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May 6, 1961


JAMA. 1961;176(5):440. doi:10.1001/jama.1961.03040180042011

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ANOTHER agent for the relief of the pruritus of jaundice, a bile-acid-sequestering resin, has now been investigated, and it appears that the resin is helpful not only for the pruritus but also in providing some interesting observations on the longdebated question of the relationship of bile acids to pruritic jaundice.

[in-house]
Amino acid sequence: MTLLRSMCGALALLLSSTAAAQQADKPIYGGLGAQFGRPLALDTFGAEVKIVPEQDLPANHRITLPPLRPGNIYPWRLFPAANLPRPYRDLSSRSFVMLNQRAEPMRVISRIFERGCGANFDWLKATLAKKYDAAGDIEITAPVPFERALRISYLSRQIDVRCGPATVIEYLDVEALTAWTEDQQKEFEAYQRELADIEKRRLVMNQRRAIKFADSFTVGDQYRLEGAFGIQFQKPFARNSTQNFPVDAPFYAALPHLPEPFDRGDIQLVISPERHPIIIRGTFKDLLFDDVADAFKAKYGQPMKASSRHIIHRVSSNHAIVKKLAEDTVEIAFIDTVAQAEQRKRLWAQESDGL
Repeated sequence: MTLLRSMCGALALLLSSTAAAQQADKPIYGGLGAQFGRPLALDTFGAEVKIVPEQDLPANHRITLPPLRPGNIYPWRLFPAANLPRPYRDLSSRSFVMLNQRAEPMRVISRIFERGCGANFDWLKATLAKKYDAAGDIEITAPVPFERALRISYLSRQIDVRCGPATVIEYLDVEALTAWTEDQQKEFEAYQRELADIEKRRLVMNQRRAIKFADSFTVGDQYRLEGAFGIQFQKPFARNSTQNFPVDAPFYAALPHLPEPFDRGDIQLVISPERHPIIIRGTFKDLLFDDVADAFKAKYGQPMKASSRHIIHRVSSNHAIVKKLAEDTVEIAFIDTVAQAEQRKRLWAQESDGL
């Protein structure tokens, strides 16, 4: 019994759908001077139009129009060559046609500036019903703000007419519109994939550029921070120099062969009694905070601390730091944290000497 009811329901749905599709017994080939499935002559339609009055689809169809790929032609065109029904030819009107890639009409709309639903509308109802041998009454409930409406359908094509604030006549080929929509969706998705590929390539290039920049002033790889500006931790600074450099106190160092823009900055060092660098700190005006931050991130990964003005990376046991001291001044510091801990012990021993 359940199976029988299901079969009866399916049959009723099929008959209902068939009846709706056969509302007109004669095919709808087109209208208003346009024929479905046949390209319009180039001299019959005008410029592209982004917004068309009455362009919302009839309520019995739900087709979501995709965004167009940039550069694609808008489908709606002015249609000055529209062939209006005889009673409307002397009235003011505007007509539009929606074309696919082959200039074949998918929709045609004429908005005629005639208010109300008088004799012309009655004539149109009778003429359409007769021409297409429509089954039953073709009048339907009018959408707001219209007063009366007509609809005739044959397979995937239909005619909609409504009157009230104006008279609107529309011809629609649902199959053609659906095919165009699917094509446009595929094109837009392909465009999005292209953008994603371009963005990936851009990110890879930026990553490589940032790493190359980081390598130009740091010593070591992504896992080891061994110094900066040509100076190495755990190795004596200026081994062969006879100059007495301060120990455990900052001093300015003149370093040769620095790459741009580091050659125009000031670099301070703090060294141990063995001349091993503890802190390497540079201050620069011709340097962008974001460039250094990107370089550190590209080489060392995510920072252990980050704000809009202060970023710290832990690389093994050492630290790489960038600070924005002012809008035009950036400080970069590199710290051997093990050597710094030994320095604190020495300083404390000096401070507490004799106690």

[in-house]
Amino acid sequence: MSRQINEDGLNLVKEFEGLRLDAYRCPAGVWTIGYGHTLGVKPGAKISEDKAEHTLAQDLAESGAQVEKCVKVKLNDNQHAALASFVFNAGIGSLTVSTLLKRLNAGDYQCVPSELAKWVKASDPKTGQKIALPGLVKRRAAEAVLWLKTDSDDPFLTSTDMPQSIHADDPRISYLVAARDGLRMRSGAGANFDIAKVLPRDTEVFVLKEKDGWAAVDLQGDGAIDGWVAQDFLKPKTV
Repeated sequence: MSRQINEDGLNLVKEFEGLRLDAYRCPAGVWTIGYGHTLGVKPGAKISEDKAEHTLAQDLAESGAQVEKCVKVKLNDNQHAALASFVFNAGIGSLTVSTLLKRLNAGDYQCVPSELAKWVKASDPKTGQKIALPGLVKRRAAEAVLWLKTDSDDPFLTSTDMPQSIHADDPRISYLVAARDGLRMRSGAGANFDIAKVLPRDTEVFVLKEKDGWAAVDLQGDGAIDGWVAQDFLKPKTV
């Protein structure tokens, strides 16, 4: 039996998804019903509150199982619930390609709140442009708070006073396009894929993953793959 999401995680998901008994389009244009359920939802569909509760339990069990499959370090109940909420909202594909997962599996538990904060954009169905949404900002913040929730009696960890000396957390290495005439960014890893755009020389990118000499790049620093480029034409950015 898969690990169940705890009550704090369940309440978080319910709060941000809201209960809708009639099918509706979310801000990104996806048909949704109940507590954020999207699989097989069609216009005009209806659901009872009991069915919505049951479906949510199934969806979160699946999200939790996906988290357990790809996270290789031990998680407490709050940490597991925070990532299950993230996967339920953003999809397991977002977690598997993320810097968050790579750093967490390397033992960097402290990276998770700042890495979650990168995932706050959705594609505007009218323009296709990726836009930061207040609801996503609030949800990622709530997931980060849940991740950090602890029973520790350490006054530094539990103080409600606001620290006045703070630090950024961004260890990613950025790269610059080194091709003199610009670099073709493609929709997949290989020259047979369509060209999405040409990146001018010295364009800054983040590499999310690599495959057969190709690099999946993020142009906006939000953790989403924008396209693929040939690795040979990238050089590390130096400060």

Of the various symptoms associated with jaundice, pruritus is often the most distressing, especially when prolonged; threatened or actual suicide has been attributed to the relentless torment of this condition. Numerous medications have been tried with but temporary or sporadic benefit: ergotamine, emetine, calomel, intravenous procaine, antihistamines, sweat baths, colloid baths, and lotions, to mention only a few. Currently, the most effective agents are methyltestosterone and norethandrolone. The manner in which these androgens effect relief of pruritus is not understood, but this is of little concern to the patient if his itching disappears, and the increased icterus which often accompanies

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